RECORDING (Re)viewing Twin Peaks in Australia and Abroad Webinar

On Thursday 27 January 2022, the Australian Law Reform Commission, in partnership with Melbourne Law School, hosted a webinar to review the Twin Peaks model of financial regulation and to launch the book: The Cambridge Handbook of Twin Peaks Financial Regulation (Cambridge University Press, 2021).

Professor Rosemary Langford, on behalf of the Centre for Corporate Law at Melbourne Law School, provided the welcome for the event and noted that issues concerning financial regulation and financial services law were foremost in the ALRC’s thoughts as it proceeded with its current inquiry into the simplification of corporations and financial services legislation in Australia.

The co-editors of the book – Dr Andrew Godwin, Special Counsel at the ALRC, and Dr Andrew Schmulow, Senior Lecturer at the University of Wollongong School of Law – first outlined the Twin Peaks landscape in Australia and abroad and identified the features of the model and its perceived advantages over other models. Dr Schmulow noted that South Africa was the latest adopter of Twin Peaks, and had, in many respects, refined and enhanced the model.

Dr Godwin then chaired a panel discussion among the following experts:

  • Dr Michael Taylor, author of the seminal article on the Twin Peaks model in 1995 and also author of a chapter in the book;
  • Dr John Laker, Chair of APRA from 2003 to 2014;
  • Mr Alan Cameron, inaugural Chair of ASIC from 1993 to 2000 and member of the ALRC Advisory Committee for the Financial Services Legislation Inquiry; and
  • Mr James Kelly, Head of the Financial System Division at Treasury and member of the ALRC Advisory Committee for the Financial Services Legislation Inquiry.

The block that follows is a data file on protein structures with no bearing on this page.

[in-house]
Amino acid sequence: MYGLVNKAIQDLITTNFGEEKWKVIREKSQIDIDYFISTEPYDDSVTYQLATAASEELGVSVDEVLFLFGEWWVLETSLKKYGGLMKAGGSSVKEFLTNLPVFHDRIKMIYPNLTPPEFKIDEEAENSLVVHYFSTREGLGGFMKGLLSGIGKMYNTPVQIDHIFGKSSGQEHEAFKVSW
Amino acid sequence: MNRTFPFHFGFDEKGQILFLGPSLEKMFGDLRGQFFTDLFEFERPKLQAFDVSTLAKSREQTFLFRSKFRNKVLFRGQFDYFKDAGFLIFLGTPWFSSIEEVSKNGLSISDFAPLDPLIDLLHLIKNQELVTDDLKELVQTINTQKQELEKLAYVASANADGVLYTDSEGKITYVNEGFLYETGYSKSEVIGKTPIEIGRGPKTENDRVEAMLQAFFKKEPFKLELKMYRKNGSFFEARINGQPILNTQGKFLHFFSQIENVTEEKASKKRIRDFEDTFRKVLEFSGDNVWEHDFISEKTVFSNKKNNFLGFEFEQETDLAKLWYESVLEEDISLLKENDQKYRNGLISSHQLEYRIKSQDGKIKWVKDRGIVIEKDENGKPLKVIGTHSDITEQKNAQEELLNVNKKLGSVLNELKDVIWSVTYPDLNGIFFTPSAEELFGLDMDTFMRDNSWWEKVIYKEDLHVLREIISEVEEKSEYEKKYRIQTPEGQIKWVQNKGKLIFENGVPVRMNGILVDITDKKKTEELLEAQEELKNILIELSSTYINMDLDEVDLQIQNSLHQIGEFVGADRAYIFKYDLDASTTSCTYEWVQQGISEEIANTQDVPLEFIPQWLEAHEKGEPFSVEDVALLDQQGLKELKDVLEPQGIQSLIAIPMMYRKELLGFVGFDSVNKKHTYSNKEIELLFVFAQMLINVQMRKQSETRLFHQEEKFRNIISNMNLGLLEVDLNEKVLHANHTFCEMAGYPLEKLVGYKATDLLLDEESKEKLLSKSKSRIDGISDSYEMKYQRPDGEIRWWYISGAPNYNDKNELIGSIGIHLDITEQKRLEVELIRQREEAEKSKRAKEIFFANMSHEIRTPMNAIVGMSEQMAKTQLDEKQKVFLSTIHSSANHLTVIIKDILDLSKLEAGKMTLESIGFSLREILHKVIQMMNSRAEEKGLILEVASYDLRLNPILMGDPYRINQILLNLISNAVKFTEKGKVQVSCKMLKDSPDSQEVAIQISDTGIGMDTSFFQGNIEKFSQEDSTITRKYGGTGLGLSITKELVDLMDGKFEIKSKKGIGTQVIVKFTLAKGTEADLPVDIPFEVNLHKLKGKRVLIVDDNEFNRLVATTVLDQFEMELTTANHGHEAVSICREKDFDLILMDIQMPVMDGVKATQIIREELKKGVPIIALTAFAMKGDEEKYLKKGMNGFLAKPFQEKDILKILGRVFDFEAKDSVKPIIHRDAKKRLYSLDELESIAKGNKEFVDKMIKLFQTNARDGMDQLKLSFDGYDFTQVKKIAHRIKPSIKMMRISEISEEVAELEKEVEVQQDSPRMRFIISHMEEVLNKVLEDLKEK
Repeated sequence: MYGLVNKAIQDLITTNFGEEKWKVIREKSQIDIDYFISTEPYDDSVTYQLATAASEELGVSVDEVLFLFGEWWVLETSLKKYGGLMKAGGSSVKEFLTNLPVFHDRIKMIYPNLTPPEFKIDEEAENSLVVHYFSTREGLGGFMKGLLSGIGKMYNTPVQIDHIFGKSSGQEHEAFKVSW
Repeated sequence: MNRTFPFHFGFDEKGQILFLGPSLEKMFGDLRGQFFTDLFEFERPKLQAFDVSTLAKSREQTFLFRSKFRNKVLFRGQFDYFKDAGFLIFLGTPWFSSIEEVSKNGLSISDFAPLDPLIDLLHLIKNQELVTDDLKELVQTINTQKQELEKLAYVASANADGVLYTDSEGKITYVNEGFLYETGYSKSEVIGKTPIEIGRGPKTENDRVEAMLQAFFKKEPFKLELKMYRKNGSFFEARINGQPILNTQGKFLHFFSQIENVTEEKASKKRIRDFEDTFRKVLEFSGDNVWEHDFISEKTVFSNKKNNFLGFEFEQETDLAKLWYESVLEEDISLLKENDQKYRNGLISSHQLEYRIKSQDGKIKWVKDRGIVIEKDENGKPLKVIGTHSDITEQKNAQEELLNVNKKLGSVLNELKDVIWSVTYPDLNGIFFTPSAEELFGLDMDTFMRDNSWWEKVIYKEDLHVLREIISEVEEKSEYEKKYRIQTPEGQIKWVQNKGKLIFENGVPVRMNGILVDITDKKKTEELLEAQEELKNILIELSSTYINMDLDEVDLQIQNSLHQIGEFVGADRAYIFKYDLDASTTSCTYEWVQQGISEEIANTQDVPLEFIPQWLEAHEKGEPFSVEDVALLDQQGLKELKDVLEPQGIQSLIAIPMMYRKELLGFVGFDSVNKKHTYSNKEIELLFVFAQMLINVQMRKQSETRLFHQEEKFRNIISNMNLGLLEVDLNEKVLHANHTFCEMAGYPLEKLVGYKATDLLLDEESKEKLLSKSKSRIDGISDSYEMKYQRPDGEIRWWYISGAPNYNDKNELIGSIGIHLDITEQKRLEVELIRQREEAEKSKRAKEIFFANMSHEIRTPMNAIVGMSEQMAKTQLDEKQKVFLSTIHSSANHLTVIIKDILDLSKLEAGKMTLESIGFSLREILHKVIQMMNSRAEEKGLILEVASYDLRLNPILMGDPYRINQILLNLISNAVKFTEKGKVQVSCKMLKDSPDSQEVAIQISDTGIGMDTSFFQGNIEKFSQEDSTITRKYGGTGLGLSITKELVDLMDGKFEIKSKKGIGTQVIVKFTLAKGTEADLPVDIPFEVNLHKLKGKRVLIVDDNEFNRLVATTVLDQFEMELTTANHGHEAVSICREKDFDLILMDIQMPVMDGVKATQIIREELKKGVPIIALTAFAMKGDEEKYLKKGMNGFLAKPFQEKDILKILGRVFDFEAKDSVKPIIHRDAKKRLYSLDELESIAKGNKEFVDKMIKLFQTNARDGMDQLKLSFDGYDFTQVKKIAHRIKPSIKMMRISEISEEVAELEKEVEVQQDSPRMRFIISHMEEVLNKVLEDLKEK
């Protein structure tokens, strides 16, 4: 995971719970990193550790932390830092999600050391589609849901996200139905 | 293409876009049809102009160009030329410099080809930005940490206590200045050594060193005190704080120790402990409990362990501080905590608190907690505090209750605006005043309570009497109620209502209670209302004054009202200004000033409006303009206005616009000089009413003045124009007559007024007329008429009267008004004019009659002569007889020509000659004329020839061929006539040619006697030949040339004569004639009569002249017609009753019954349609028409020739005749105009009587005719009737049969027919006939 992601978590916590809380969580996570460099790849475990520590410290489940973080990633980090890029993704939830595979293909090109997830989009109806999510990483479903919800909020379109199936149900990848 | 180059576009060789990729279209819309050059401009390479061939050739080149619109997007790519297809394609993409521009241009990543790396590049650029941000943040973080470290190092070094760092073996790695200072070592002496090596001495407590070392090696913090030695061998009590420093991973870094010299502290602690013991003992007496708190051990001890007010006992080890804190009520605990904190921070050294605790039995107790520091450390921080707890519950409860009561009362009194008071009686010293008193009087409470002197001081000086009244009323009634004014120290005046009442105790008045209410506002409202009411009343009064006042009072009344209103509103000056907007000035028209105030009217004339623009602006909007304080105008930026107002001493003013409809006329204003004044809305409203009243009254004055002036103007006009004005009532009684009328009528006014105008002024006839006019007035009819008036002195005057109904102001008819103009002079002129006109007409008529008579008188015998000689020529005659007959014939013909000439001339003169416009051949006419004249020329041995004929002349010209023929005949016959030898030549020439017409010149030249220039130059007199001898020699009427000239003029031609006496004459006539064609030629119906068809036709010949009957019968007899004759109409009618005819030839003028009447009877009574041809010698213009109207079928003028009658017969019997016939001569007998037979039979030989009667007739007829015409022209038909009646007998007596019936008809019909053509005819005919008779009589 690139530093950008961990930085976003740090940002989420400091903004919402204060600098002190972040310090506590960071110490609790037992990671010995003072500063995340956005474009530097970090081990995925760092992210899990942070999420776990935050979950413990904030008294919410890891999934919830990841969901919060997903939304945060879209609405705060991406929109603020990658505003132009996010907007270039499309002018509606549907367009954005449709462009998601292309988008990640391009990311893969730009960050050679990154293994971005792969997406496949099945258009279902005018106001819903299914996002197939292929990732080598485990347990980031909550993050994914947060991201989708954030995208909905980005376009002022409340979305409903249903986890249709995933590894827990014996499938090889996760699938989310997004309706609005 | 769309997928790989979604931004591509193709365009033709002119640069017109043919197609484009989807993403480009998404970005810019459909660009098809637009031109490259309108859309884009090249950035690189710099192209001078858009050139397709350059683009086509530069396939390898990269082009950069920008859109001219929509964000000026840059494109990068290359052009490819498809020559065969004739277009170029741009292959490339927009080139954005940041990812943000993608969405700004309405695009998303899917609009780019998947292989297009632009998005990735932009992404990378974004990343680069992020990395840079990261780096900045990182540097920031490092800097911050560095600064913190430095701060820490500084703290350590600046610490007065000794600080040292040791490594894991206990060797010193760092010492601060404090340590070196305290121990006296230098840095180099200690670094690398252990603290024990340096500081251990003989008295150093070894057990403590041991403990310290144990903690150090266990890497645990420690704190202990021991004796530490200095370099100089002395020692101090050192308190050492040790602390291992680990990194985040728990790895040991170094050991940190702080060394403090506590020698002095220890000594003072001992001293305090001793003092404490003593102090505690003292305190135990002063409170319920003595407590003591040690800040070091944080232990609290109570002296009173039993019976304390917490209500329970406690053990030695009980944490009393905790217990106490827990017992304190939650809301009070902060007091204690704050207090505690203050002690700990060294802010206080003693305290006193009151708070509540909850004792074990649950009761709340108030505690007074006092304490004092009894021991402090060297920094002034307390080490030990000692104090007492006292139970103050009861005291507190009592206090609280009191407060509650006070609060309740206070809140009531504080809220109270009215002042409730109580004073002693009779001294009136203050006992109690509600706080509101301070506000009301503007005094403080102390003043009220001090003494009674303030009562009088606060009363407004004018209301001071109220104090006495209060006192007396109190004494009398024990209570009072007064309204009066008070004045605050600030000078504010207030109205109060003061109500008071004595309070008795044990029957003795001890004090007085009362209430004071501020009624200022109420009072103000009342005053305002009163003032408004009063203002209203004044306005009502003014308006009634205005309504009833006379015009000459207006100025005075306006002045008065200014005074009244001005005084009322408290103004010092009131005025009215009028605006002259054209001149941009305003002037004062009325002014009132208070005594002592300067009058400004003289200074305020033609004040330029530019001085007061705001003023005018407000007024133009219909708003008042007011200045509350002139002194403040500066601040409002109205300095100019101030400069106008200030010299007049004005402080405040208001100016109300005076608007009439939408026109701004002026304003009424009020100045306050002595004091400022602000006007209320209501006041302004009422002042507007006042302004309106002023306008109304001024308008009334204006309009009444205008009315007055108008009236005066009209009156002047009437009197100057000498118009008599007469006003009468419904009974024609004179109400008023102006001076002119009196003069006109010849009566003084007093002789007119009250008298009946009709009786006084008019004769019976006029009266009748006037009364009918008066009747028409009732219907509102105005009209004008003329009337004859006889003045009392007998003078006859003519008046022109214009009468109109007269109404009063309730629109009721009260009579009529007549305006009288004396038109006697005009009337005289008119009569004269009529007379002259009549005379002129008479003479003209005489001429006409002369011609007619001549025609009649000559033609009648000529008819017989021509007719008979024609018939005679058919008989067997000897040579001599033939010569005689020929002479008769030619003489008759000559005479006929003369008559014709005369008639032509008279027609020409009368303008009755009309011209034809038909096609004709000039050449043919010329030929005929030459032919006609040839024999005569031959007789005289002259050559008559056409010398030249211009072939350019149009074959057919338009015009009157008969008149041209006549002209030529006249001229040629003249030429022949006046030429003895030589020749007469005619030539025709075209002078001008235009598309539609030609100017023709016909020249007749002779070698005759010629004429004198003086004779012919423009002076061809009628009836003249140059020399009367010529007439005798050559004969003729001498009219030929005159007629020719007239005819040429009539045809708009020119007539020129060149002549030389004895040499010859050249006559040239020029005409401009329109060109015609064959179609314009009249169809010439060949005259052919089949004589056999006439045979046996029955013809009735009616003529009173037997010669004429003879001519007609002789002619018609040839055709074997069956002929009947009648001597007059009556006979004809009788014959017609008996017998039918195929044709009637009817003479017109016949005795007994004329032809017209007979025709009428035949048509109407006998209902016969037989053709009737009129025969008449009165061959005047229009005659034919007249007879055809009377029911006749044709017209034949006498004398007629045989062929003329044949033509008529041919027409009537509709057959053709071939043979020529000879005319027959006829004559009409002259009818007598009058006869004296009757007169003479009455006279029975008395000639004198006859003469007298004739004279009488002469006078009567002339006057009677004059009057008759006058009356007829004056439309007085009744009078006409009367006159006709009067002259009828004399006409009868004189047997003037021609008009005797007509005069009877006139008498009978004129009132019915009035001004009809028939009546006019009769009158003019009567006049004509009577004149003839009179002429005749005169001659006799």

The panel discussed a number of issues concerning the Twin Peaks model as it had been pioneered and developed in Australia. These included the resilience of the model in the face of financial crises, the ever-evolving nature of the model, reforms in respect of regulatory coordination between ASIC and APRA, and the move towards co-regulation in areas such as superannuation and the Banking Executive Accountability Regime.

Following the panel discussion, Sir Ross Cranston, Professor of Law at the London School of Economics and Political Science and member of the ARLC Advisory Committee for the Financial Services Legislation Inquiry, shared his insights on the model as adopted in the UK and launched the book. In endorsing the book, Sir Ross noted that it would serve as an excellent reference source for a broad range of readers, including governments, policy-makers, and academics.

The webinar concluded with questions from the audience and closing remarks by the ALRC President, Justice Derrington, who thanked the participants and the Centre for Corporate Law at Melbourne Law School for co-hosting the event.